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Graham Awards


Agency selling homes for free rolls out nationwide

The online agency Strike - which has a business model selling homes for free and relying on referral fees for revenue - has announced it’s rolled out nationwide.

“Hello, England! We're officially nationwide” the site has announced on its website over the Christmas long weekend.

“Now we have agents in London and everywhere around the country — we're officially nationwide” says the agency.


It continues: “We're trying to turn the entire estate agency industry on its head — and now we’re doing it with estate agents on the ground in London and around England. It's a big moment for us, and we couldn't be happier.”

The sell-for-free service launched in Yorkshire and the North West in June 2019, followed by Nottingham and the North East in 2020. More recently it expanded into the central region and had announced plans to go national by early 2022. This appears to have become reality a few days ahead of the New Year.

The agency, formerly known as Housesimple, aims to undercut traditional high street agents by offering vendors a free sales service; it claims this business model allows each vendor to save an estimated £3,800 on average.

Strike says its customers can control and manage the process of moving home via its mobile app, with the agent claiming to create a new, simple way for people to buy and sell

The Christmas statement says the firm has sold over £1.74 billion property in the last year, as well as being named the ESTAS Online Estate Agent for the second year in a row. 

“Strike is here to redefine the way we move” Sam Mitchell, chief executive officer at Strike, says. 

“Estate agency has remained largely unchanged for 200 years, with people feeling overcharged and underwhelmed, but we’ve been fighting to change that since we launched our sell for free model back in June 2019."

And he continues: “The ability to sell a home for free, without paying any agency fees, was always going to be well received, but maintaining a quality service is what has been key to our success and allowed us to continue to expand.”

In November Strike was declared the fastest-growing estate agency in the UK in terms of market share of new instructions by property data consultancy TwentyEA.

The consultancy’s year-on-year comparison report for the third quarter of 2021 showed Strike growing its share of instructions from 0.65 per cent to 1.07 per cent, an increase of two thirds.

This suggested it was boosting market share three times faster than its nearest rival, Haart.

TwentyEA suggested Strike’s gain was largely at the expense of Purplebricks, Yopa, Winkworth and Hamptons.

  • Grahame Hopper

    It would be interesting to see their P&L accounts.


    Next accounts due at Companies House by Friday. Won't be pretty.


    Currently showing £27m of liabilities - you're gonna have to flog a few floor plans to turn that around

  • icon

    these people are on magic mushrooms

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    The public are still gullible enough to believe in a free lunch. This company will exist for a year or so.

  • Rob Hailstone

    Only so much in referral fees to be shared out!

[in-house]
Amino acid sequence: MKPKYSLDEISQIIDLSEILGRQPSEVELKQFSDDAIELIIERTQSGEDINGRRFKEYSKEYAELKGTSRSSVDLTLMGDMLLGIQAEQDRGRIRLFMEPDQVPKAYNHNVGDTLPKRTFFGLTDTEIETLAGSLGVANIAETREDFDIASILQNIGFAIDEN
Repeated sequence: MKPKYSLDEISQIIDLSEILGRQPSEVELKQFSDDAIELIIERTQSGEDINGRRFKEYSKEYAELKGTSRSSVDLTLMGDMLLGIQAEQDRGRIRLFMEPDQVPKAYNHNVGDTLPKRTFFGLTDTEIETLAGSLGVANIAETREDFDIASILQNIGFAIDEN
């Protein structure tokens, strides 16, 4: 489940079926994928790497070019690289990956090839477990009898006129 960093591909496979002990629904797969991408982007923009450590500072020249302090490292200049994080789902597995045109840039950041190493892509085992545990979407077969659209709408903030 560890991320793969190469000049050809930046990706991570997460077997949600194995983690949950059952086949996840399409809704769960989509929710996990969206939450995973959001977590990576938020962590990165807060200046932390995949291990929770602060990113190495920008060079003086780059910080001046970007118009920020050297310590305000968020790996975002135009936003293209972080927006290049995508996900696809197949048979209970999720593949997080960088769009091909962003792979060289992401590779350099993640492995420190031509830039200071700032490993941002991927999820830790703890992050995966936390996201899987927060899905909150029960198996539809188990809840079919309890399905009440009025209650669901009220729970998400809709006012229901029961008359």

• Ed Mackenzie Smith


  • Rob Hailstone

    "It always amazes me that estate agents who diligently adopt a referral arrangement then complain about the panel they use. Lengthened transaction times caused by poor communication etc can be directly blamed on the "dumbing down" (largely by the industry and profession itself) of the conveyancing process. Taking a huge chunk of margin by insisting on a referral fee (I've had an approach by STRIKE recently where they genuinely couldn't imagine why I'd laugh at their £525 + VAT referral fee) can only result in poor service/communications as the industry cannot afford to employ the required specialists or waste time updating anyone." BLG Member

  • Maurice Kilbride

    Looking forward to seeing their figures when they are published! This lot annoy me more than PB, it is an unsustainable model and offering to sell someone's home for free and still only have 1% of the sales market says a lot for the public's opinion too. There is is clearly a conflict of interest when pushing one firm of solicitors. They are constantly being propped up by investors, but how long before these investors wake up and smell the coffee? There is not a single EA business that can survive purely on referral fees. Watch this space .....

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    • S S
    • 29 December 2021 14:59 PM

    So when referral fees are banned - how does the business model work then?

    What is the perceived value of the service if it is valued at nothing? And if the service works by referral fee then how does the vendor know that the referral service that they "have" to buy is the most efficient/best/value for money when the reality is that the services referred are only to the businesses paying highly for the referral. The chances are that the services that the consumers end up paying for could cost more than if they had free choice.

    Furthermore, what impression does it give if you think that your time/service is not worth paying for.

  • icon

    That’ll be a short lived model when Referal fees are outlawed soon…….


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